The UPPCB’s website flashes ambient air quality records from 24 cities but these cities are covered under the old Continuous Ambient Air Quality Monitoring Stations CAAQM system of testing. This system uses a small device with filter paper whose reports are sent to labs. “These need to be converted into National Air Quality Monitoring NAAQM which is live. As of now, live air quality is monitored in Lucknow, Kanpur, Varanasi and Agra and implementation is going on in the industry heavy Noida, Ghaziabad and Moradabad,” said Shekhar, alleging that in Varanasi, where he is based, the pollution control board’s office is understaffed. He added that a staff of four works from nine districts. With so much talk on data collection and protection, it seems data on clean air doesn’t top the government’s list of priorities.
According to a Greenpeace India 2015 report, out of India’s 89 cities with more than 5 lakh people, only 17 are covered by the continuous air quality monitoring system. Among the most polluted cities and without continuous data on live air quality index were Durgapur, Gorakhpur, Asansol, Shiliguri, Bareilly and Ludhiana. Overall, India’s National Air Quality network, with only 39 operating stations, compares poorly with China’s 1500 stations.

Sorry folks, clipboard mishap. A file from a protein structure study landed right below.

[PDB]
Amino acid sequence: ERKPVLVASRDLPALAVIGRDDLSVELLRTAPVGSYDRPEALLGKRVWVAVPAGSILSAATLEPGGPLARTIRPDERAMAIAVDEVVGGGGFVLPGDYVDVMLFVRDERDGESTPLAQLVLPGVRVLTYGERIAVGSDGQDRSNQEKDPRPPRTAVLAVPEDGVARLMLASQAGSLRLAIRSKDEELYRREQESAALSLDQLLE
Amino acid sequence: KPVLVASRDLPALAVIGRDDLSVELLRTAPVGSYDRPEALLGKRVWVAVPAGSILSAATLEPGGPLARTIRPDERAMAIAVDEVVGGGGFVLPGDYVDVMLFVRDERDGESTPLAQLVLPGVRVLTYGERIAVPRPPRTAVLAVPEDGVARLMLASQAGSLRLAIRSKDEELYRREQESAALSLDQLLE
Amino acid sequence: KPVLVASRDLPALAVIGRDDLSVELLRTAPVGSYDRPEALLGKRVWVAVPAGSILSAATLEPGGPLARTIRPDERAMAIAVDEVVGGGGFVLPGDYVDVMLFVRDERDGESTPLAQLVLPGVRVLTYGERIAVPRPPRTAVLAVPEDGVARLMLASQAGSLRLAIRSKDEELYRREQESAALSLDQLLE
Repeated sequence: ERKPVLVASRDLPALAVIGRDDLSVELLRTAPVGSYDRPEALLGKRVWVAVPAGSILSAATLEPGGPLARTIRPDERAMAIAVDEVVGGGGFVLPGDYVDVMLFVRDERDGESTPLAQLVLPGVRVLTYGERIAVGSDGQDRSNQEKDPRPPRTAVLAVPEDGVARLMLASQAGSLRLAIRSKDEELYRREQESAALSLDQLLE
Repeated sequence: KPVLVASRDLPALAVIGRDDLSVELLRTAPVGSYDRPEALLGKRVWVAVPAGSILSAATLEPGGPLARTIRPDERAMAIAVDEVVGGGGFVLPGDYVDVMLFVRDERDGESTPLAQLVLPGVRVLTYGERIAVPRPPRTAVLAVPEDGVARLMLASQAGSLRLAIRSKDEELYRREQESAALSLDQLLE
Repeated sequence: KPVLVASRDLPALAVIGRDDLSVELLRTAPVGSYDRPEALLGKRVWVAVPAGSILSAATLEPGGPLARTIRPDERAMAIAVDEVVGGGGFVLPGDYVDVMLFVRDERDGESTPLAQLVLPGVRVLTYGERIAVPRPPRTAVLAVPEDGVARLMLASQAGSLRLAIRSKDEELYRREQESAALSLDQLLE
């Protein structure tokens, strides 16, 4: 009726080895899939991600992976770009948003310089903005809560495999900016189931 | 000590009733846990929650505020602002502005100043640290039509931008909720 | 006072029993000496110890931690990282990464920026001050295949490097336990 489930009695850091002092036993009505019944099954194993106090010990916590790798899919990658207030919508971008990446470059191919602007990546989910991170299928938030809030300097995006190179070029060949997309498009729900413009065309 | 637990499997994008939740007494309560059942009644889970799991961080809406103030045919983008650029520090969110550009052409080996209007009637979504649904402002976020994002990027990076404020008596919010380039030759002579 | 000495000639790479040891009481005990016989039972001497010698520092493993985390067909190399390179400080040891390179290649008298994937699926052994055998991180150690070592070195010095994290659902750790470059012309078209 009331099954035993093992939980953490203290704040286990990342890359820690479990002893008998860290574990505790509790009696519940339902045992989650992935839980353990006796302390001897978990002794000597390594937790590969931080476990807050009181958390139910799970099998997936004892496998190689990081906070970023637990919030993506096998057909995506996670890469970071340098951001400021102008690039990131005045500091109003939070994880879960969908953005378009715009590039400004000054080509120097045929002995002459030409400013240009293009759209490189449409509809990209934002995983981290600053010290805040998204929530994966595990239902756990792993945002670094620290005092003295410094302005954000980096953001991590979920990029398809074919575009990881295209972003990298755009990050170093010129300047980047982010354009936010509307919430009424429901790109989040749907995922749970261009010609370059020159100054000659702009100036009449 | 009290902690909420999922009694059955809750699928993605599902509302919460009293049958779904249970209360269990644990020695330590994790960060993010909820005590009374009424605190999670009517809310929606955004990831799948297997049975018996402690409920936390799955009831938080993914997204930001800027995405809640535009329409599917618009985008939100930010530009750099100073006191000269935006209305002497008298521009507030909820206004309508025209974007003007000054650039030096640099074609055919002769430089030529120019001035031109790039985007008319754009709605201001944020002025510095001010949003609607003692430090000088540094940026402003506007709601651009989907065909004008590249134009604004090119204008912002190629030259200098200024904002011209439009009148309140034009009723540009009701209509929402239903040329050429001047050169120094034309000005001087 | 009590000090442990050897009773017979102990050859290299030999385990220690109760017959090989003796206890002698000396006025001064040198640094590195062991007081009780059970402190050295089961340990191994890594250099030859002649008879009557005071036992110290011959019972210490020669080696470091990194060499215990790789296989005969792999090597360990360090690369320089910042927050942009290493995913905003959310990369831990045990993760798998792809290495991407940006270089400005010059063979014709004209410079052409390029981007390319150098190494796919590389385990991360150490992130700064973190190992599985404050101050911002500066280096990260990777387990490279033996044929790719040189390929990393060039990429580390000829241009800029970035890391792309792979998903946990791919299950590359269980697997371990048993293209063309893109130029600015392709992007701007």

In 2016, the Centre for Science and Environment (CSE) published a report proposing a clean air action plan after the Capital choked on black smog in the winter months. The report concluded that there is no clear framework to meet the national ambient air quality standards. ‘There is still no clear assessment of the contribution of pollution from sources outside Delhi. The seasonal incidents of farm fires in Punjab and Haryana have brought the matter of trans-boundary movement of pollution to the forefront, catalysing inter-state coordination. But this demands a regional action plan to address more dispersed pollution sources.’
Instead of criticising the belief system that seeks solace in smoke, it would be more effective to strengthen the law and the enforcement agencies who scan put check on the creation of smoke.
Air is not where the battle of ideologies is to be fought!